The Cloister Courtyard is spare and stripped back; a palette of green with pops of muted colour. Light filters through the canopy of asymmetrically arranged paper mulberries (Broussonetia papyrifera) and the graduated mounds of underplanting that rise out of lime-green Sesleria autumnalis. This is a space that begs one to sit and slow down. It has the meditative effect of a Japanese garden; gradually revealing more detail if you stop and take time to look. Delicately upright Gillenia trifoliata with wispy white flowers and horizontal layers of Kirengeshoma palmata leaves topped by delicate pale yellow bells in late summer, globes of grey-green baptisia leaves and feathery plumes of deschampsia, accents of bronze- leaved actaea, and injections of blood-red astrantia are set against the bare walls of restored buildings and the clean simplicity of Luis Laplace’s square-columned colonnade. The interplay between the solid stone of the architecture, the canopy of indented trilobate leaves on the paper mulberries, the perennials, and the grasses is intensified by the defined space between these separate compositional elements. The courtyard planting also acts as a gentle juxtaposition to the sculptures that occupy the cloister; whether the plants are invaded by the legs of an overarching Louise Bourgeois spider, fanned by a gently swaying Alexander Calder mobile, or towered over by Marcus Coates’ edible, apple-armoured scare-crow. From the melodious quartet of the Cloister Courtyard, a view opens across one of the gallery spaces to Oudolf Field, which is abuzz year-round with visitors, plants, birds, and insects. The field is a cymbal-clashing tuba-booming bonanza in the summer; in the winter, it diminuendos into a texture-laden tapestry of golden brown and black. For Piet, the burst of colour from flowers is only a momentary interlude in the yearly cycle of a plant; subordinate to their intrinsic form and structure. He maintains that any planting should have enough variety of shape to look interesting in a black and white photograph: ‘Looking at it again in colour should add another dimension, but a secondary one.’ The summer visitor to Oudolf Field will get a shock of excitement when the garden is in full bloom, but it is the repeat visitors – the staff, the local community, the artists-in-residence – for whom the garden takes on greater resonance, and who are unanimously swept away by its beauty in the winter.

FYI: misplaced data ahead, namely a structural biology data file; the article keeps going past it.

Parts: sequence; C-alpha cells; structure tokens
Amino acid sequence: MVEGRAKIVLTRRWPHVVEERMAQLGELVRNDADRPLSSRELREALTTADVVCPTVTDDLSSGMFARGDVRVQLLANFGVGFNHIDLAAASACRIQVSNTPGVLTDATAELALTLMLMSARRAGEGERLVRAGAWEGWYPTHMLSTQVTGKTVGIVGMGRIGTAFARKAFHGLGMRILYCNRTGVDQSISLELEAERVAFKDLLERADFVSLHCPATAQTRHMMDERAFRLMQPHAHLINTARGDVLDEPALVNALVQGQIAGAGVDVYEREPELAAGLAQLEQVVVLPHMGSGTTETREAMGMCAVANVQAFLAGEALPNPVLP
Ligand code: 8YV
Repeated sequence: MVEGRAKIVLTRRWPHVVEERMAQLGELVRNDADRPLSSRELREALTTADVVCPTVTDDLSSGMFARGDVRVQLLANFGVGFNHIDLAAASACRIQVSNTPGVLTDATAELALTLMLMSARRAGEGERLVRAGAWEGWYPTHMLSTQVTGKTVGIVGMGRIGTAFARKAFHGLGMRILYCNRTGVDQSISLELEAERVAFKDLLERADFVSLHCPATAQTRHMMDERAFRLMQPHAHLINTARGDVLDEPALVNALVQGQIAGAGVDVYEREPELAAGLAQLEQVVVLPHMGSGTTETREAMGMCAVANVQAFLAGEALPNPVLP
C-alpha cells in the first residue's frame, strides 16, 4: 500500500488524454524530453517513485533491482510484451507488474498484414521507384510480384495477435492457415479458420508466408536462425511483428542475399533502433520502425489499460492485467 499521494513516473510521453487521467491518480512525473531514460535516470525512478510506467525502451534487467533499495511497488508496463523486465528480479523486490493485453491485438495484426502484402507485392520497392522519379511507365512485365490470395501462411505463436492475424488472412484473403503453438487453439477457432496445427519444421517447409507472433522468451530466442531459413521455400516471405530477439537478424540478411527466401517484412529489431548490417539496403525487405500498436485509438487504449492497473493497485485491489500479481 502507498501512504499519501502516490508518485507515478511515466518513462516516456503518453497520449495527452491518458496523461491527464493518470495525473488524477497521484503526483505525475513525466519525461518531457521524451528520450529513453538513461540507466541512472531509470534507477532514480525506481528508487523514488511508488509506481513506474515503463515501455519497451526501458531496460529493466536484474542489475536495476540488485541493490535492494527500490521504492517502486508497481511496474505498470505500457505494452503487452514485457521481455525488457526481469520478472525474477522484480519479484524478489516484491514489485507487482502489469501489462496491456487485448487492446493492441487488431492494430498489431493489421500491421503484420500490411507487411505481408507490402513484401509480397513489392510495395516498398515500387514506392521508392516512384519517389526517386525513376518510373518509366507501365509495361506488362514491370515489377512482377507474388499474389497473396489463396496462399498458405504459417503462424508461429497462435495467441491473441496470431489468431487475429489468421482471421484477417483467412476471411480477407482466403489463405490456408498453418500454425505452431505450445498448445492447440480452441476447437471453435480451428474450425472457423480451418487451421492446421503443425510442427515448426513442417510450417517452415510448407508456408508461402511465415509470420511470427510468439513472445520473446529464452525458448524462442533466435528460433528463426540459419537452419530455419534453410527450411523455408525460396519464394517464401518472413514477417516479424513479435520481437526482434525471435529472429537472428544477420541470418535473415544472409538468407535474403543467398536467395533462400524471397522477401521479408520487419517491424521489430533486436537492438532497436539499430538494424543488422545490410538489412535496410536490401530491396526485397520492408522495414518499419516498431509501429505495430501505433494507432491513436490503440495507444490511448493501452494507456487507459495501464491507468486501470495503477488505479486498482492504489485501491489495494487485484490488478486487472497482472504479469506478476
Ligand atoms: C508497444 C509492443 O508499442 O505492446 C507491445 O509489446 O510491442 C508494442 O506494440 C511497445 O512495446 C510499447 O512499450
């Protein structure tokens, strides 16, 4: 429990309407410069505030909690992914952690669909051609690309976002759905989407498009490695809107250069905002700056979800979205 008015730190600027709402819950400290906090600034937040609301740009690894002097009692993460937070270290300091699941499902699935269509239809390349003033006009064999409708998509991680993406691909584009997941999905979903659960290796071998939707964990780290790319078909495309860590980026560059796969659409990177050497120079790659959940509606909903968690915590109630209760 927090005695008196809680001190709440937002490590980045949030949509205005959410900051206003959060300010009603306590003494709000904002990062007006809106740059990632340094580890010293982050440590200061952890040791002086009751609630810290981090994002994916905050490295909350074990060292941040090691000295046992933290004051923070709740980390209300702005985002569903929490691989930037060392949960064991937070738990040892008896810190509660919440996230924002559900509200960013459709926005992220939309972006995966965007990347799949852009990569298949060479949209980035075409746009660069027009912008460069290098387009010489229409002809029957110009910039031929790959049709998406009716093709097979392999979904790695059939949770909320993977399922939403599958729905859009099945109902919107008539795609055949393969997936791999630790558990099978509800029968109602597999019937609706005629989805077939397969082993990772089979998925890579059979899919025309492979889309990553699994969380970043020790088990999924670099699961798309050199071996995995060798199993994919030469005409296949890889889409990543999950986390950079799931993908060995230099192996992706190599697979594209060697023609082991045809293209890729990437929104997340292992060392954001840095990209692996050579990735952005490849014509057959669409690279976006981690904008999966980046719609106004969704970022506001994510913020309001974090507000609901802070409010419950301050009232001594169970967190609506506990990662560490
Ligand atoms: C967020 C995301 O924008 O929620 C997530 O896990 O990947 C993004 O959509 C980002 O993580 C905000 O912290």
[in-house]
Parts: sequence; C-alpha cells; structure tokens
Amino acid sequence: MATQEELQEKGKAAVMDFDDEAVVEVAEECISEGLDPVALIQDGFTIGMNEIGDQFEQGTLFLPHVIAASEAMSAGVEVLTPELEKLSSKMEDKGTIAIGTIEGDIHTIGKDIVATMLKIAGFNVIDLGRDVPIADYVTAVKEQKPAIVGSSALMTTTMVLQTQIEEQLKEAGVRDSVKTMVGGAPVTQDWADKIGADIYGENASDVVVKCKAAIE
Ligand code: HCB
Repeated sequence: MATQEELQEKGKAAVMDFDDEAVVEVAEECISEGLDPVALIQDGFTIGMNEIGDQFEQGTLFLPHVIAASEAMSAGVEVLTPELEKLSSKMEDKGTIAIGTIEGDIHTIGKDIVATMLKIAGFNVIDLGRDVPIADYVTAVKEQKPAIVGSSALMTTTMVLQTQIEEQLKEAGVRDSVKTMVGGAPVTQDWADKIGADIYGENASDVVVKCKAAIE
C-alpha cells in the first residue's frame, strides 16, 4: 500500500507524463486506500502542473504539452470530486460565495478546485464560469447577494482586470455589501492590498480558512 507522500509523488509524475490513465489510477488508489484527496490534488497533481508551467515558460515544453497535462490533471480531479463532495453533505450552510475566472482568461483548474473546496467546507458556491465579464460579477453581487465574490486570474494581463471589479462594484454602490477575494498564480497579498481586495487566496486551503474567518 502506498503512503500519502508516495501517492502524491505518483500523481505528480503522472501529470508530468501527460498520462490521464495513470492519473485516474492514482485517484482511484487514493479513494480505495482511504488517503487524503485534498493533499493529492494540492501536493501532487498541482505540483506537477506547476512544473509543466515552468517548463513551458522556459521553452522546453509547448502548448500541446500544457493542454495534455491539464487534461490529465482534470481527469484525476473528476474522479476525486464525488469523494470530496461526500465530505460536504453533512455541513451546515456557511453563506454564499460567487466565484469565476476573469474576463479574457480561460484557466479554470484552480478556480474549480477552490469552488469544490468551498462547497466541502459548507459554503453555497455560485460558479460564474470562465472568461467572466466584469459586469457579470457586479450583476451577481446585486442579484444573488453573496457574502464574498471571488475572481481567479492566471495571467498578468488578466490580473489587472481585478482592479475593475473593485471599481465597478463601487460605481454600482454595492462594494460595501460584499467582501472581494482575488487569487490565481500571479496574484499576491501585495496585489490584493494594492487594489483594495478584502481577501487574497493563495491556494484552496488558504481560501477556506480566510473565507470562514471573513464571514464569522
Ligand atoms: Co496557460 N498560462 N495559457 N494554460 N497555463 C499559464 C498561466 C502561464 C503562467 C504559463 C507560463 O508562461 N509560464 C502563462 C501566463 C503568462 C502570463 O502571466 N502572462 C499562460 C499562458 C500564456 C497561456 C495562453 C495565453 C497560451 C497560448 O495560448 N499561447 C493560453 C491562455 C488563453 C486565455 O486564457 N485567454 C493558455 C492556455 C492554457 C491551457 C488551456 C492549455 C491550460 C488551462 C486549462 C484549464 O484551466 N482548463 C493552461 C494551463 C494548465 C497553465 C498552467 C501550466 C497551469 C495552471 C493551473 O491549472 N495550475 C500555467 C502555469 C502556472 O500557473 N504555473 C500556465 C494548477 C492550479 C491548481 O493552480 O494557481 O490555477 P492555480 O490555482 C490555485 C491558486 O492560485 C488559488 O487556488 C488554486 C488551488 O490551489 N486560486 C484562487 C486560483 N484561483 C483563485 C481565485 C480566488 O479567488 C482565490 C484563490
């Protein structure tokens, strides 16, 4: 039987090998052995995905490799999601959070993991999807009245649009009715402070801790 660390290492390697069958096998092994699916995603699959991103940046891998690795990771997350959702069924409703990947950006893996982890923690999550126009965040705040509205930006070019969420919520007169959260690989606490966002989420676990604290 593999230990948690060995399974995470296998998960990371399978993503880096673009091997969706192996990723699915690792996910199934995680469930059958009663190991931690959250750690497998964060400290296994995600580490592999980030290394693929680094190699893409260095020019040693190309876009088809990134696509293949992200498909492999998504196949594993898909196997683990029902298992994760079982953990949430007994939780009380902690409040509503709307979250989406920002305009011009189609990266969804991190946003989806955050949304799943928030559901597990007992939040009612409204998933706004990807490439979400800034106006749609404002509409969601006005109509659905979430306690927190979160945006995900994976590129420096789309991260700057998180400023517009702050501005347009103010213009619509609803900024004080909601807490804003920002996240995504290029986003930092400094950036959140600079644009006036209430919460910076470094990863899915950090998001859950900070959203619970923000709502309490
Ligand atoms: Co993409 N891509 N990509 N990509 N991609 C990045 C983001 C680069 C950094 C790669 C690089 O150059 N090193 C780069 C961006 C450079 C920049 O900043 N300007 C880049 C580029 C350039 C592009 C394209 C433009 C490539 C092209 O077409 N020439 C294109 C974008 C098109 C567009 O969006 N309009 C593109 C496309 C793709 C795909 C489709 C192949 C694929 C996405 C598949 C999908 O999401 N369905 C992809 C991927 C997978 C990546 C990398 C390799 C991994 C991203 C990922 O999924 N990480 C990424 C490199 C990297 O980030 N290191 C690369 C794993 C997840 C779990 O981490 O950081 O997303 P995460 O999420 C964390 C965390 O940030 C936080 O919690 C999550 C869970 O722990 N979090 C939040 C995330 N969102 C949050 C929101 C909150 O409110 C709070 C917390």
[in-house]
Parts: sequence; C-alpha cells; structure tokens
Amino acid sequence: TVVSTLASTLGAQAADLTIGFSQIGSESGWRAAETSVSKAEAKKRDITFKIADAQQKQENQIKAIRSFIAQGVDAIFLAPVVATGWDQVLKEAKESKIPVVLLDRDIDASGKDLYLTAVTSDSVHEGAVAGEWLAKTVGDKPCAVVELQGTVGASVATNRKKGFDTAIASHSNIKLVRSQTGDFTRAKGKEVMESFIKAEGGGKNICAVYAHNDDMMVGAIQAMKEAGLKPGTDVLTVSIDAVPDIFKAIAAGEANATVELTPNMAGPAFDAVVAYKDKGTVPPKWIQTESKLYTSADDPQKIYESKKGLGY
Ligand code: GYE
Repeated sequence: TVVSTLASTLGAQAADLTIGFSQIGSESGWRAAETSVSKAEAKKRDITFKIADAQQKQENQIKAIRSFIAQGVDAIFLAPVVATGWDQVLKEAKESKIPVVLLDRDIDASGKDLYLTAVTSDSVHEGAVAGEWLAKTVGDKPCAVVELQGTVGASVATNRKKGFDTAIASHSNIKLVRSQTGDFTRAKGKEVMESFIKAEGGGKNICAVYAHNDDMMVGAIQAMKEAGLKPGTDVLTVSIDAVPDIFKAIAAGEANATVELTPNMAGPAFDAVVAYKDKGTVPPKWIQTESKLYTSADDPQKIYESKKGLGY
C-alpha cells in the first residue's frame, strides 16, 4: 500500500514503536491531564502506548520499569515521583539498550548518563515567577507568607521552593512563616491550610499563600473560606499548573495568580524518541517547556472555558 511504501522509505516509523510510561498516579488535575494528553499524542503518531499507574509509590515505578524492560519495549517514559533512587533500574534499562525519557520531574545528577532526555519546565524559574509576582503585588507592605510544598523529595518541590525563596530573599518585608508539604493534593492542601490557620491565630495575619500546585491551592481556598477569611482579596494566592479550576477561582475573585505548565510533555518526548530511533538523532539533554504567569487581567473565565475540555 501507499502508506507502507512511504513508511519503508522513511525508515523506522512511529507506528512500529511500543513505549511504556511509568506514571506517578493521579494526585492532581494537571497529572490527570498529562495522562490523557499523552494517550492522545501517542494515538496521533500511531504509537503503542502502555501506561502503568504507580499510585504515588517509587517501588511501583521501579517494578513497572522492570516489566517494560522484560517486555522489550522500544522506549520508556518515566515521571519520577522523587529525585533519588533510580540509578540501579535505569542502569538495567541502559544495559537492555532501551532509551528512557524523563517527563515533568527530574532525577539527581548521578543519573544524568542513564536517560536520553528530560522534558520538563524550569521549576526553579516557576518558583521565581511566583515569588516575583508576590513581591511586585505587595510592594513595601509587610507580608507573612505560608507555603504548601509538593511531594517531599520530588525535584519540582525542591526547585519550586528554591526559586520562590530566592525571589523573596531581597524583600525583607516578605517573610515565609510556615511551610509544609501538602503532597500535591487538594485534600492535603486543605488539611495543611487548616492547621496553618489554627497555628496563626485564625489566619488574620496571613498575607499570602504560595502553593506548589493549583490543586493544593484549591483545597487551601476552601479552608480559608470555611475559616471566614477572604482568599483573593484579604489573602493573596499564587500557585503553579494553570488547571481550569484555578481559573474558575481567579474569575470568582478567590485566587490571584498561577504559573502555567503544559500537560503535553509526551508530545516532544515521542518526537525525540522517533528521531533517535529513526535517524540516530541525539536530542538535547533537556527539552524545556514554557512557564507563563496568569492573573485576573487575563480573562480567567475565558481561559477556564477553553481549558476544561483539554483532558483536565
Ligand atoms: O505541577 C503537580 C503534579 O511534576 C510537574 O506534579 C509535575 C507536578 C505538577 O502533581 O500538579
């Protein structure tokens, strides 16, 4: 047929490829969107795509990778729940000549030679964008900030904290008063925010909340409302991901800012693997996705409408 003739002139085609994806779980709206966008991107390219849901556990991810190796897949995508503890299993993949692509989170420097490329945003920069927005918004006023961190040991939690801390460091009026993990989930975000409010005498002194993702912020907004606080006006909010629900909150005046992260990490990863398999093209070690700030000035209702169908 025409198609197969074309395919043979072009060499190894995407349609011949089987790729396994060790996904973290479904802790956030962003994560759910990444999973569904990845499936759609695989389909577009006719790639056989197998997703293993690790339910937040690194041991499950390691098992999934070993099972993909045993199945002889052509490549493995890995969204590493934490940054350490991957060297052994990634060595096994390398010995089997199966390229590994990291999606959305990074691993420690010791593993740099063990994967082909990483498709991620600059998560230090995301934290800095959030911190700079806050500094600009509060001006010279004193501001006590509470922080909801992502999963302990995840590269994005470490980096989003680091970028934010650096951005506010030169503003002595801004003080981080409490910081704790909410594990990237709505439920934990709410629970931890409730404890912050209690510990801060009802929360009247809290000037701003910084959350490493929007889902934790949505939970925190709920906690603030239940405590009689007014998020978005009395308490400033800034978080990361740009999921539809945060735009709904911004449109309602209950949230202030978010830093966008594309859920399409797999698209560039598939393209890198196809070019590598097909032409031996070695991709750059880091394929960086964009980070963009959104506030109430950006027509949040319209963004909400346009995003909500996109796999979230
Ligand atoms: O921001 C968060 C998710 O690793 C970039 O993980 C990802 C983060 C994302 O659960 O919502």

Catherine Goodman spent the harsh winter that saw in 2018 as the Durslade artist-in-residence. She observed how ‘even in the deepest winter, with snow on the ground, the garden was like another gallery, always very welcoming, with people who would come just to walk around it.’ Many public gardens tend to shy away from scrutiny in the winter months and are often hidden from view between October and March, but Oudolf Field remains open throughout winter when according to the designer Dan Pearson, the garden ‘is arguably at its best. Like a negative, it allows you to see in another way, and to read a layer of Piet’s expertise which is at play when most other gardens are spayed and tattered. Then, the garden has structure and detail, luminosity, and the necessary darkness. Though pared back, it is far from monochrome in the dark months.’ From pale straw to darkest burnt umber, gentle mushroom pink to deep black, the winter colours are balanced by the trace of their silhouettes. Piet pairs line with mass, solid with void, shape with colour. He can visualise an encyclopaedia of plant combinations as they change throughout the year, creating masterly couplings of ornamental grasses and perennials. In the first four beds of block planting, Helenium ‘Moerheim Beauty’ is offset by Panicum virgatum ‘Shenandoah’, Echinops bannaticus by Molinia ‘Edith Dudszus’, and Phlomis russeliana by coriander-scented dropseed pasture grass. In her introduction to Piet and Michael King’s 1999 Gardening with Grasses, the late Beth Chatto likened grasses to the ‘adjectives’ of a mixed planting, ‘that soften your statements, or make them sparkle.’ For Piet, grasses are more a verb than an adjective. They are the integral ingredient that underpins all of his work – from large-scale commissions such as New York’s High Line to Oudolf Field. Grasses are the conduits that activate Piet’s desire to conjure an evocation of nature in his compositions. As he has often said, ‘My biggest inspiration is nature; I do not want to copy it but to recreate the emotion.’ At Durslade, grasses are the amulets, mascots, and totems woven through Piet’s plantings. In the meadow areas, Sporobolus heterolepis flows in counterpoint to the staccato chimes of Echinacea pallida or Dianthus carthusianorum. The fluidity of the planting relies on this interplay throughout the seasons; from long, low pools of blood grass (Imperata cylindrica ‘Rubra’) to giant swaying sprays of Molinia caerulea ‘Transparent’.